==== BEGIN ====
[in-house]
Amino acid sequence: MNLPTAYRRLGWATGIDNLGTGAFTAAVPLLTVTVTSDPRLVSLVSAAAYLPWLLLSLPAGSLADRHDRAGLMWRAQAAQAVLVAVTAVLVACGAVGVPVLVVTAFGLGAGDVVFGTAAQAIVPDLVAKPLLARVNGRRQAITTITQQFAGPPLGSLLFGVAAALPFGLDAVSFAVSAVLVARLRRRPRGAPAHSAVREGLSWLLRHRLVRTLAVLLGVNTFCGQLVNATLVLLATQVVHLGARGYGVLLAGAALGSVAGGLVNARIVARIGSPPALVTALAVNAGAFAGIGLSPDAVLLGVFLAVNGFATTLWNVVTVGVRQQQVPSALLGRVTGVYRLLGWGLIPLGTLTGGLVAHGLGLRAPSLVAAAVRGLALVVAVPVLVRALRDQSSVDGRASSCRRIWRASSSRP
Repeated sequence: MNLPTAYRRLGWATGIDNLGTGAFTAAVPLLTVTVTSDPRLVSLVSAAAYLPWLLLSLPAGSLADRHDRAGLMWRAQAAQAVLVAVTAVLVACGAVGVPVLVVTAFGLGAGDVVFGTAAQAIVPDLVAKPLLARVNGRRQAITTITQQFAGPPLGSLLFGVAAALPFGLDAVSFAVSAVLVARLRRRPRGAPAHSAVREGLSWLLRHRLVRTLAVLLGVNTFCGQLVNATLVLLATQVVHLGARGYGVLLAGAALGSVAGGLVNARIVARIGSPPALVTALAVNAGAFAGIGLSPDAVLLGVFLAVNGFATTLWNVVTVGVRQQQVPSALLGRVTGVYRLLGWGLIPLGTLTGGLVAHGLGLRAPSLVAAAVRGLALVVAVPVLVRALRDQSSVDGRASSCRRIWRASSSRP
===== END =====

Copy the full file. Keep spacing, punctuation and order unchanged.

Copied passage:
[in-house]
Amino acid sequence: MNLPTAYRRLGWATGIDNLGTGAFTAAVPLLTVTVTSDPRLVSLVSAAAYLPWLLLSLPAGSLADRHDRAGLMWRAQAAQAVLVAVTAVLVACGAVGVPVLVVTAFGLGAGDVVFGTAAQAIVPDLVAKPLLARVNGRRQAITTITQQFAGPPLGSLLFGVAAALPFGLDAVSFAVSAVLVARLRRRPRGAPAHSAVREGLSWLLRHRLVRTLAVLLGVNTFCGQLVNATLVLLATQVVHLGARGYGVLLAGAALGSVAGGLVNARIVARIGSPPALVTALAVNAGAFAGIGLSPDAVLLGVFLAVNGFATTLWNVVTVGVRQQQVPSALLGRVTGVYRLLGWGLIPLGTLTGGLVAHGLGLRAPSLVAAAVRGLALVVAVPVLVRALRDQSSVDGRASSCRRIWRASSSRP
Repeated sequence: MNLPTAYRRLGWATGIDNLGTGAFTAAVPLLTVTVTSDPRLVSLVSAAAYLPWLLLSLPAGSLADRHDRAGLMWRAQAAQAVLVAVTAVLVACGAVGVPVLVVTAFGLGAGDVVFGTAAQAIVPDLVAKPLLARVNGRRQAITTITQQFAGPPLGSLLFGVAAALPFGLDAVSFAVSAVLVARLRRRPRGAPAHSAVREGLSWLLRHRLVRTLAVLLGVNTFCGQLVNATLVLLATQVVHLGARGYGVLLAGAALGSVAGGLVNARIVARIGSPPALVTALAVNAGAFAGIGLSPDAVLLGVFLAVNGFATTLWNVVTVGVRQQQVPSALLGRVTGVYRLLGWGLIPLGTLTGGLVAHGLGLRAPSLVAAAVRGLALVVAVPVLVRALRDQSSVDGRASSCRRIWRASSSRP